India’s space agency, the Indian Space Research Organisation (ISRO), has been making remarkable strides in space exploration. Following the success of Chandrayaan-1 and Chandrayaan-2, ISRO is now gearing up for an even more ambitious lunar mission – Chandrayaan-3. This mission is set to demonstrate India’s capabilities in safe lunar landings and lunar surface roving. Chandrayaan-3, consisting of a Lander and Rover configuration, is poised to take India’s lunar exploration to new heights.
The Mission Overview
Chandrayaan-3 is designed to showcase India’s prowess in lunar exploration. It comprises a Lander module (LM), a Propulsion module (PM), and a Rover. The primary objective is to develop and demonstrate new technologies crucial for interplanetary missions. The Lander will soft-land on a designated lunar site and deploy the Rover, which will perform in-situ chemical analysis of the lunar surface during its mobility. Both the Lander and Rover carry scientific payloads to conduct experiments on the lunar surface.
Key Components of Chandrayaan-3
1. Propulsion Module (PM): The PM’s main function is to transport the LM from launch vehicle injection to the final lunar 100 km circular polar orbit and then separate from the LM. It is equipped with the Spectro-polarimetry of Habitable Planet Earth (SHAPE) payload to study Earth from lunar orbit.
2. Lander Payloads:
- Chandra’s Surface Thermophysical Experiment (ChaSTE): Designed to measure thermal conductivity and temperature on the lunar surface.
- Instrument for Lunar Seismic Activity (ILSA): To measure lunar seismic activity around the landing site.
- Langmuir Probe (LP): For estimating plasma density and its variations.
- Passive Laser Retroreflector Array: Accommodated for lunar laser ranging studies, a collaboration with NASA.
3. Rover Payloads:
- Alpha Particle X-ray Spectrometer (APXS): Used for deriving the elemental composition near the landing site.
- Laser-Induced Breakdown Spectroscope (LIBS): For qualitative and quantitative elemental analysis.
The key objectives of Chandrayaan-3 are:
- Safe and Soft Landing: Demonstrate India’s capability to safely land on the lunar surface.
- Rover Roving: Showcase the mobility of the Rover on the lunar surface.
- In-situ Scientific Experiments: Conduct experiments on the lunar surface to enhance our understanding of the Moon’s composition and geological features.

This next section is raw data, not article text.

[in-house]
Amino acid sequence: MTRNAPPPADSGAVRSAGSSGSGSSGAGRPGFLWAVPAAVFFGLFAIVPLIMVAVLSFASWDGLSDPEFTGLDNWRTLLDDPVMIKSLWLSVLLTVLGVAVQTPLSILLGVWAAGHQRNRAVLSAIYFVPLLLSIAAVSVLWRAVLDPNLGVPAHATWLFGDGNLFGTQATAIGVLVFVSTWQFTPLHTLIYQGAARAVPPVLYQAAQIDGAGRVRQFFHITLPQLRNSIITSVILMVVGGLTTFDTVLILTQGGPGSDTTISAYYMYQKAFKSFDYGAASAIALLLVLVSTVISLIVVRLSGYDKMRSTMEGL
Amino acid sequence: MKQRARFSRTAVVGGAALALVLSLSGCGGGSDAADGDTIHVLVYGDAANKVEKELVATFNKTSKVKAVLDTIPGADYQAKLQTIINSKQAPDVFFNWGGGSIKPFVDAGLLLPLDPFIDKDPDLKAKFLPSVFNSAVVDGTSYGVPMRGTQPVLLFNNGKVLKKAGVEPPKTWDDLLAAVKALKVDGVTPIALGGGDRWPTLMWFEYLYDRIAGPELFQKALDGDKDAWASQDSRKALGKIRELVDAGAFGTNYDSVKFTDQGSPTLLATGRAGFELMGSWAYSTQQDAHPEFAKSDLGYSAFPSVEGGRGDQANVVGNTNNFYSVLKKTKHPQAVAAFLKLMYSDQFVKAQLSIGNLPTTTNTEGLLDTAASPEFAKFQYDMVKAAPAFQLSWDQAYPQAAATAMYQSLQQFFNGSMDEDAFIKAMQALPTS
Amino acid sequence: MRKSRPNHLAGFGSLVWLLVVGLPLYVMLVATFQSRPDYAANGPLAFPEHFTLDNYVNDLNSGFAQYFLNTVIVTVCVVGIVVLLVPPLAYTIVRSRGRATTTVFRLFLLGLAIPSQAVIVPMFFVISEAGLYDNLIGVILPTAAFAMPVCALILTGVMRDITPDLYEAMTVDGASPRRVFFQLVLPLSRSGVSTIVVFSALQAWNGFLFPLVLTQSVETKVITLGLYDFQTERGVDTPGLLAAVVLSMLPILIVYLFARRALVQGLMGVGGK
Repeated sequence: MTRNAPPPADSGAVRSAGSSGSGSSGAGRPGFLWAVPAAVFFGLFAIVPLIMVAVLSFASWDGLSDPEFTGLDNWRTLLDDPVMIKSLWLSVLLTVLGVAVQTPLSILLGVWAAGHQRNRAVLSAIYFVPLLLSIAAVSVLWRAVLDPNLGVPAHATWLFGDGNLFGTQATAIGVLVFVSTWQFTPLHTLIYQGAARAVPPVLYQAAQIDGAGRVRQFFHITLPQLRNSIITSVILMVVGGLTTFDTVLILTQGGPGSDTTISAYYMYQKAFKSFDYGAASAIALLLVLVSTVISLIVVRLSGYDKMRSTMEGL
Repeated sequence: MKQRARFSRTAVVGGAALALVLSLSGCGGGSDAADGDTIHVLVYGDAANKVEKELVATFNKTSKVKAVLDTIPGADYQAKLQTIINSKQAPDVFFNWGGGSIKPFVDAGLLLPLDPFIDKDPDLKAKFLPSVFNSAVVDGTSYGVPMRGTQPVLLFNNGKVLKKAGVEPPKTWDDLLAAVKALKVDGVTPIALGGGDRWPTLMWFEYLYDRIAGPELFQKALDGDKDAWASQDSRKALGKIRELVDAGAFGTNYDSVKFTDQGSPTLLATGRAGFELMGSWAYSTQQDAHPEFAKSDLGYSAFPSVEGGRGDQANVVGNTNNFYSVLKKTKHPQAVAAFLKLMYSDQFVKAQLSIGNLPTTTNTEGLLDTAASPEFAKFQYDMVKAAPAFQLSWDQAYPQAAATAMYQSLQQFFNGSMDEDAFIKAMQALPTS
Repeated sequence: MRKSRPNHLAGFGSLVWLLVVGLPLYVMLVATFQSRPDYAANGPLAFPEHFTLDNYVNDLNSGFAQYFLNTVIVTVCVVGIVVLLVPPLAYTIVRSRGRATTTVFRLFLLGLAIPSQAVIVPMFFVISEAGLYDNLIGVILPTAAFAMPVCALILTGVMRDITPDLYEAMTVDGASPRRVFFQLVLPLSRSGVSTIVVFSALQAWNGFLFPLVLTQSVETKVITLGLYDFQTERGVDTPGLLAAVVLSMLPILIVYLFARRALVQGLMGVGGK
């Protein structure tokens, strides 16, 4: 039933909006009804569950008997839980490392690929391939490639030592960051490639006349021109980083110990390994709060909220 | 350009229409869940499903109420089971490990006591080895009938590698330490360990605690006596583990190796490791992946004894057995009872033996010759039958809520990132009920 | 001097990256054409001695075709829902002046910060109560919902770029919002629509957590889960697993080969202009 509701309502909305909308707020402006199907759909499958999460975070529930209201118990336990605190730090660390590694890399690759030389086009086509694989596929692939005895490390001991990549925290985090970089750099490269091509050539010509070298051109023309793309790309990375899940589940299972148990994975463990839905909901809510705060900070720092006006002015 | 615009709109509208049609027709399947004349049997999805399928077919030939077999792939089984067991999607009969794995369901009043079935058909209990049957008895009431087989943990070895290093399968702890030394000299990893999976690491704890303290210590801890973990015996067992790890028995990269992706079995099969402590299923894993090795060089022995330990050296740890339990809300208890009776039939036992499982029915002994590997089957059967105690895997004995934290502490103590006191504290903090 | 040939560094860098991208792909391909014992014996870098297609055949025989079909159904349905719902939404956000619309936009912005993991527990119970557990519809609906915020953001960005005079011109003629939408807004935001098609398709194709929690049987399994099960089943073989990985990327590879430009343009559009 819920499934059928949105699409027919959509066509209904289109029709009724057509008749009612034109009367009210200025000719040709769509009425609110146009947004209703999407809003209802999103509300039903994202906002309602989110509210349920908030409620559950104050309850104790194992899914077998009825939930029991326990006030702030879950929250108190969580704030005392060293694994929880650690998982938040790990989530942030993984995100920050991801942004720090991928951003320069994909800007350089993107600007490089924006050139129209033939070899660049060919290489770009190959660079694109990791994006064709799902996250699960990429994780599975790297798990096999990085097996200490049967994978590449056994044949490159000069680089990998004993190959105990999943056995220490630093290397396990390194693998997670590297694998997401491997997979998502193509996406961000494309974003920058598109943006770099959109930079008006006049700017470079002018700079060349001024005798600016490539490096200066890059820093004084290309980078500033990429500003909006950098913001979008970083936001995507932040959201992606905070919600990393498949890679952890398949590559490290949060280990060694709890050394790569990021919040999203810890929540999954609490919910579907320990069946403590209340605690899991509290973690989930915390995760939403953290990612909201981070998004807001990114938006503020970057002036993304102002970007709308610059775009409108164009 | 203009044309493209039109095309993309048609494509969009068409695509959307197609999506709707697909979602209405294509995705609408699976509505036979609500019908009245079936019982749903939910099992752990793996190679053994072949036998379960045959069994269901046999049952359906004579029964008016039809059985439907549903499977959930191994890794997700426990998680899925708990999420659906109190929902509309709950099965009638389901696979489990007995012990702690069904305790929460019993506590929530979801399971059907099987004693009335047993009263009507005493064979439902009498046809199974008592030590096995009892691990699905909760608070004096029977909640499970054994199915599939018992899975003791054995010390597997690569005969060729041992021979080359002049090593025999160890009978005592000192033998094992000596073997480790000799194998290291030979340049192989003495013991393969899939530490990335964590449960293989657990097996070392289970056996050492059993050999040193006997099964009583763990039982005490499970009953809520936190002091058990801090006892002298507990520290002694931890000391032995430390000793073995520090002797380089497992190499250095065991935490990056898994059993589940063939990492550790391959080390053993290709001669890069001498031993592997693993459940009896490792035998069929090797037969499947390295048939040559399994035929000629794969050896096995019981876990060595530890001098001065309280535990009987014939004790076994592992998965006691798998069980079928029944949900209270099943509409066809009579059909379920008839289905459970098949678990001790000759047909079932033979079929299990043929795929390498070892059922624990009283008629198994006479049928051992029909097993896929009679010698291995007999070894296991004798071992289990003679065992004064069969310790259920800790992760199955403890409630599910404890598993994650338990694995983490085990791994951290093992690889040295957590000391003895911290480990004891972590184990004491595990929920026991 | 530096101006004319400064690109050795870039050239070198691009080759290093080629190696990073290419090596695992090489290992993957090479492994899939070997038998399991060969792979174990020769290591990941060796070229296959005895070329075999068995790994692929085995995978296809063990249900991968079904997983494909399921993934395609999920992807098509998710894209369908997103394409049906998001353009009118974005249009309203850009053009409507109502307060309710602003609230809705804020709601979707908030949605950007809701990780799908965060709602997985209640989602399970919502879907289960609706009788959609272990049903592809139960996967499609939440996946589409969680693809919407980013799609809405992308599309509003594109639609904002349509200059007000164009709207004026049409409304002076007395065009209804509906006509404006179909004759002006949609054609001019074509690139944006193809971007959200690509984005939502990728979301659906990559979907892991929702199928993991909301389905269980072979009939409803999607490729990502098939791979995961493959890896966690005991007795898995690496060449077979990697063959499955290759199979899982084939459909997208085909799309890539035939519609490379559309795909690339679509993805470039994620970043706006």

Advanced Technologies in Chandrayaan-3
Chandrayaan-3 incorporates several advanced technologies to achieve its mission objectives. Some of these include:
- Altimeters (Laser and RF-based)
- Velocimeters (Laser Doppler Velocimeter and Lander Horizontal Velocity Camera)
- Inertial Measurement (Laser Gyro-based)
- Advanced Propulsion System (Throttleable Liquid Engines)
- Navigation, Guidance, and Control Systems
- Hazard Detection and Avoidance Systems
- Landing Leg Mechanism
Specifications of Chandrayaan-3
- Mission Life: Approximately one lunar day (about 14 Earth days).
- Landing Site: Located at 69.367621°S, 32.348126°E with a size of 4 km x 2.4 km.
- Total Mass: 3900 kg, including the Propulsion Module, Lander Module, and Rover.
- Power Generation: Varies from 50W (Rover) to 758W (Propulsion Module).
- Communication: The Lander and Rover communicate with the Indian Deep Space Network (IDSN), and the Chandrayaan-2 Orbiter serves as a contingency link.
- Lander Touchdown Specifications: Vertical velocity ≤ 2 m/sec, Horizontal velocity ≤ 0.5 m/sec, Slope ≤ 12 degrees.
Chandrayaan-3 carries a suite of scientific payloads to achieve its research objectives, including the measurement of plasma density, thermal properties of the lunar surface, seismic activity, and elemental composition of lunar soil and rocks.
Chandrayaan-3 represents a significant leap in India’s space exploration endeavors. With its advanced technology and ambitious objectives, this mission has the potential to expand our understanding of the Moon and pave the way for future interplanetary exploration. As we eagerly await the launch of Chandrayaan-3, it is a testament to ISRO’s commitment to pushing the boundaries of space exploration and India’s growing role in the global space community.